After the Federal Reserve policy statement was released on Wednesday, it set the tone for an intense round of “how many interest rate hikes?” in the Wall Street 2022 forecasting competition. For some, the answer was “as many as seven.” read more
But Allison Nathan, senior strategist in Goldman Sachs global macro research department explained why she still expects just 4 hikes for this year.
Nathan’s reasoning is that while the Fed is likely to be looking at a “hot inflation dashboard” at its next few meetings, “the interplay of Fed policy, financial conditions, and the growth outlook could make it hard for the Fed to deliver consecutive hikes.”
And the FOMC is still discussing details of the balance sheet runoff process, and Powell’s comments, so Nathan expects the announcement of the start of runoff in July.
But while the market has been volatile since the Wednesday Fed statement and continues to digest it all, Nathan believes “the recent equity drawdown will prove to be a correction in a longer bull market cycle, rather than the start of a new bear market” as she sees remaining downside risk as limited “so long as economies continue to grow.”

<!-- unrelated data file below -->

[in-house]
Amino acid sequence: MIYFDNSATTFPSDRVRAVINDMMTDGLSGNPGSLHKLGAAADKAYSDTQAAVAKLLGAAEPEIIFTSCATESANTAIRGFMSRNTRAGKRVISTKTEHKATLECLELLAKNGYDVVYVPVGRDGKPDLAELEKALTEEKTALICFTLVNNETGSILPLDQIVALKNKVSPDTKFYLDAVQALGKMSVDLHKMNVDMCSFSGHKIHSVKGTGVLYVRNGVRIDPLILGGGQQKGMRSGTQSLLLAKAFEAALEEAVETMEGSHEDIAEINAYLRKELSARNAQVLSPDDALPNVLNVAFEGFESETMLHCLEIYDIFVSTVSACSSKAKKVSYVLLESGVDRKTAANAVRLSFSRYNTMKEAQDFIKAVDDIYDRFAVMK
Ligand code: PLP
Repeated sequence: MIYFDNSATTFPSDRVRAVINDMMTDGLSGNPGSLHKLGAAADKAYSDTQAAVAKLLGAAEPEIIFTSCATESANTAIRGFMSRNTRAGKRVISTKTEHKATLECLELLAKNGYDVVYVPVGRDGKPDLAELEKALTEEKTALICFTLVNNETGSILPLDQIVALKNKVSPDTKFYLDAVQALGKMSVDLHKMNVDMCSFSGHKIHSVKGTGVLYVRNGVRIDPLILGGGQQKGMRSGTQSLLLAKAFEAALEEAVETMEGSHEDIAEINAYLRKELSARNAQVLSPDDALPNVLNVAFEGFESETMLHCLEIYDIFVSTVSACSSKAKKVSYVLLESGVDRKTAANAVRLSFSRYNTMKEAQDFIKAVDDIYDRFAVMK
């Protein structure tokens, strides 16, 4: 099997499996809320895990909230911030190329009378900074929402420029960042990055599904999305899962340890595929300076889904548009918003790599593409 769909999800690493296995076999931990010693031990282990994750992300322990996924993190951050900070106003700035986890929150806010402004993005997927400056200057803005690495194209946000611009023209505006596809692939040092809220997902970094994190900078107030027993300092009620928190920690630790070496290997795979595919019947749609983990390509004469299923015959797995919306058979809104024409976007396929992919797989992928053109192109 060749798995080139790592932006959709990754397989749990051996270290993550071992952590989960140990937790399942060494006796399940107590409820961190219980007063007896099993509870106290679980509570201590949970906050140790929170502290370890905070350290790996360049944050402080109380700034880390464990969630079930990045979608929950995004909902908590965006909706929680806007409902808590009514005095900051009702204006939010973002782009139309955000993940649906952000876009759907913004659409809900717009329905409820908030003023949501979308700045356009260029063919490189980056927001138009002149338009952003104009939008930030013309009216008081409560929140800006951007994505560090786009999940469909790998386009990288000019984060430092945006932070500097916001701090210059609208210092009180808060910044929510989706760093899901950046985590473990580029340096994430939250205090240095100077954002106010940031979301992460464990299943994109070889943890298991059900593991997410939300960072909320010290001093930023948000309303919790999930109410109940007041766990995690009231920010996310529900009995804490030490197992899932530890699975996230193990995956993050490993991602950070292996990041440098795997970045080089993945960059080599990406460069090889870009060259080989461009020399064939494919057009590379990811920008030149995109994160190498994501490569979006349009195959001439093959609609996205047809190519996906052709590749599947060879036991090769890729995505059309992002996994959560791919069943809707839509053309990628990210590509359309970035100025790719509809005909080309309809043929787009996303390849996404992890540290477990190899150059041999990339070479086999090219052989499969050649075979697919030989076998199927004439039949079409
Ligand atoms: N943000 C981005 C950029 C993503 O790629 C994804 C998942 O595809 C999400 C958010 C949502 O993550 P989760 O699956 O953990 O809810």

The strategist notes that “the crucial determinant for returns will be what happens to growth as rates begin to rise” as equities digest Fed tightening much better in an environment of rising growth. And she actually expects “a modest improvement in activity in 2Q and 3Q even if rates are starting to rise.”
If rates peak at around 2.75%, or around 100bps above market pricing, Nathan notes that “this would still be very low relative to history and unlikely to generate a recession.”
And without a recession “equities are likely to make progress this year,” the strategist says.
So what should investors do with all this information?
They should see any further significant weakness in indexes as a buying opportunity with more moderate upside given “record low interest rates, high valuations, and high margins,” advised the strategist. And she also sees the rotation into value stocks having “further room to run.”
Nathan adds, “A near-term catalyst, such as a slowdown in inflation or extremely strong earnings, may be needed before investors re-risk.”
EUROPE: BAD DAY, BAD WEEK, BAD MONTH (1155 EST/1655 GMT)
What a ride January has been so far!
The year started with the STOXX 600 hitting a new record high which quickly fizzled out just short of a correction last Monday when the pan-European index dropped a whopping 3.8%, its worst session since June 2020.
This was followed by three straight days of gains only to see this session chop off 1% from the European benchmark.
All in all, this month (one final day of trading left on Monday) is set to be the worst since October 2020 with a 4.5% drop. As for this week, it’s the poorest performance since last November with a 1.9% fall.